Humans are naturally gregarious animals whose basic needs include various types of contact with other humans. In recent years, the conversation around planning work environments has included the question of how much remote work people should do and how often we would want people to come to the office and interact with their colleagues.
In my own work-related bubble, there has been no discussion for some time of measuring working efficiency, trust, or whether or not people are doing the right work when they work remotely. These days, it is more common to hear discussion of whether people are meeting each other enough and ponderings of how team spirit can be maintained when team members are increasingly retreating into their own spaces with the aid of virtual systems.
In many sectors, remote working culture has developed to become part of a company’s normal work week and has been used to ease everyday demands and streamline the work process. Remote work, in itself, is nothing new to many people. Now, however, the situation is exceptional, as everyone who possible can is simultaneously shifting to working remotely for what could well be weeks on end. We have never been in this situation before.
I compiled a list that I believe will help us orientate ourselves to these exceptional circumstances:
Communication and prioritization
Maintain close contact with your team and colleagues. Share ideas and tasks in such a way that you are still working sensibly and productively.
It is very important that work does not halt and that business continues as normal where possible. The importance of good management and communication is highlighted more than ever in a crisis situation. People have to know what management’s priorities are and what tasks should be prioritised and to trust that the situation within the company is in hand.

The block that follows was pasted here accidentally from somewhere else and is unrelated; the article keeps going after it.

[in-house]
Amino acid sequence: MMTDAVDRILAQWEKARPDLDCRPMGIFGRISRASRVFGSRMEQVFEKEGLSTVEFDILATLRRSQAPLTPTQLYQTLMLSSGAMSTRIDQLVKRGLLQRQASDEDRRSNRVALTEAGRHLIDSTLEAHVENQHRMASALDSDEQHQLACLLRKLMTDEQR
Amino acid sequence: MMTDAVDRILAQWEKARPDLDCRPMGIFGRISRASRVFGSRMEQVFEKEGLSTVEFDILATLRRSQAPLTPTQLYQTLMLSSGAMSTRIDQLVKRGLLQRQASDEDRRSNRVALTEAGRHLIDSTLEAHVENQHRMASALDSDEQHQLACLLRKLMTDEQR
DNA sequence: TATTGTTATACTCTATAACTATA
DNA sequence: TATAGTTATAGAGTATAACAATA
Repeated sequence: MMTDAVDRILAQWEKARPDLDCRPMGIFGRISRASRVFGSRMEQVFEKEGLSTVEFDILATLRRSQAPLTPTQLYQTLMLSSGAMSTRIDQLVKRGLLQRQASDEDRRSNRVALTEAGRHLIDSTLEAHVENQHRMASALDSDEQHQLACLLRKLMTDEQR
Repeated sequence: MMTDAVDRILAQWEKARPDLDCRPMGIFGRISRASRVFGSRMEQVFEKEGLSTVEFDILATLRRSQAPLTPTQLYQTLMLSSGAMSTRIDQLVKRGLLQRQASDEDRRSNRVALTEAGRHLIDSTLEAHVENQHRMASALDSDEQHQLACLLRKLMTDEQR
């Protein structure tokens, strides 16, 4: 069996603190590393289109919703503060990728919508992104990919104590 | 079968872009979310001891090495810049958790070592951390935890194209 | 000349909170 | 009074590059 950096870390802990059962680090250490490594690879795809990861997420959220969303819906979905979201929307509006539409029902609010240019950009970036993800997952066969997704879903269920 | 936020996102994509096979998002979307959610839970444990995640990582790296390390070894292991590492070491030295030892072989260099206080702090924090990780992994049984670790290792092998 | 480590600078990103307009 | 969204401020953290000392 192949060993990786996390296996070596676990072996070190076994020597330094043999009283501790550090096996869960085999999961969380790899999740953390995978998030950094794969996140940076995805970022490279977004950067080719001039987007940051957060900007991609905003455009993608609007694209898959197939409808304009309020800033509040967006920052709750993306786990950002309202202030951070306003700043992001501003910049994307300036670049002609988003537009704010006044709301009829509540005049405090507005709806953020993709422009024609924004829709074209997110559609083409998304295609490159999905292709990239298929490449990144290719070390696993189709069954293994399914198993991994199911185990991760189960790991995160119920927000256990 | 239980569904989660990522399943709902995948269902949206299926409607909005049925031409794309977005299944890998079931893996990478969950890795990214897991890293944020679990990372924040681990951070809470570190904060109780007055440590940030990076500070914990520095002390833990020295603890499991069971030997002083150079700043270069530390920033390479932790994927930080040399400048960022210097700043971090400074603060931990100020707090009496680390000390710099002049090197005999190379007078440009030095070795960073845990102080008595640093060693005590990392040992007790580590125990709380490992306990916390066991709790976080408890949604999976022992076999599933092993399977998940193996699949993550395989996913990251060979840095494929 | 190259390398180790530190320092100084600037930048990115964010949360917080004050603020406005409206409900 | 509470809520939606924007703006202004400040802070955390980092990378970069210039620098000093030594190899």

Now, at the latest, is the time to update your remote working equipment and software. There could hardly be a better time to brush up on the use of digital equipment and software.
Time management and assessing your own work
Some of those who frequently work remotely may have noticed that many things can get done faster from home than they do at the office. It is important to recognize what the quality of your own work is in relation to the time used on it. One of the most important new work-related skills is self-assessment and management of your own time and resources. If you feel like this is not working and that confusion is sapping too much of your energy, it is worth letting your supervisor or team know right away. There are always solutions to be found when challenges are discussed openly.
Working conditions and ergonomics
Arrange your space to be as peaceful and comfortable as possible—a place where you can concentrate and effectively do your work. As in any modern office, it is important to change your sitting position regularly and remember to move around throughout the day. The couch can be a comfortable place for a while, but I would not recommend it as a place to spend your entire working day. When working from home, it is just as important to take breaks and make sure you are eating and drinking at appropriate intervals. It may be a good idea to have these things planned out from the start of the day and to maintain a sensible everyday rhythm.
My most important recommendation for working remotely right now is to stay positive and look to the future. It is good to consider what the most important elements that make your work meaningful are and what are most worthwhile from the employer’s perspective. I would put most of my concentration into these things and try to share this constructive attitude with the other members of my work community.
It will be interesting to see how our values change after this crisis has passed. What are the things that will come to the fore in our minds and what will change in the future? It may well be that we find ourselves suddenly enjoying and even looking forward to the background noise of our offices. Hopefully, we will all be back out there soon.
Tiia Rauhamäki works for Technopolis as a Concept Manager and Workplace Transformation Specialist. Tiia’s special interests include human beings, workspace functionality and wellbeing at work.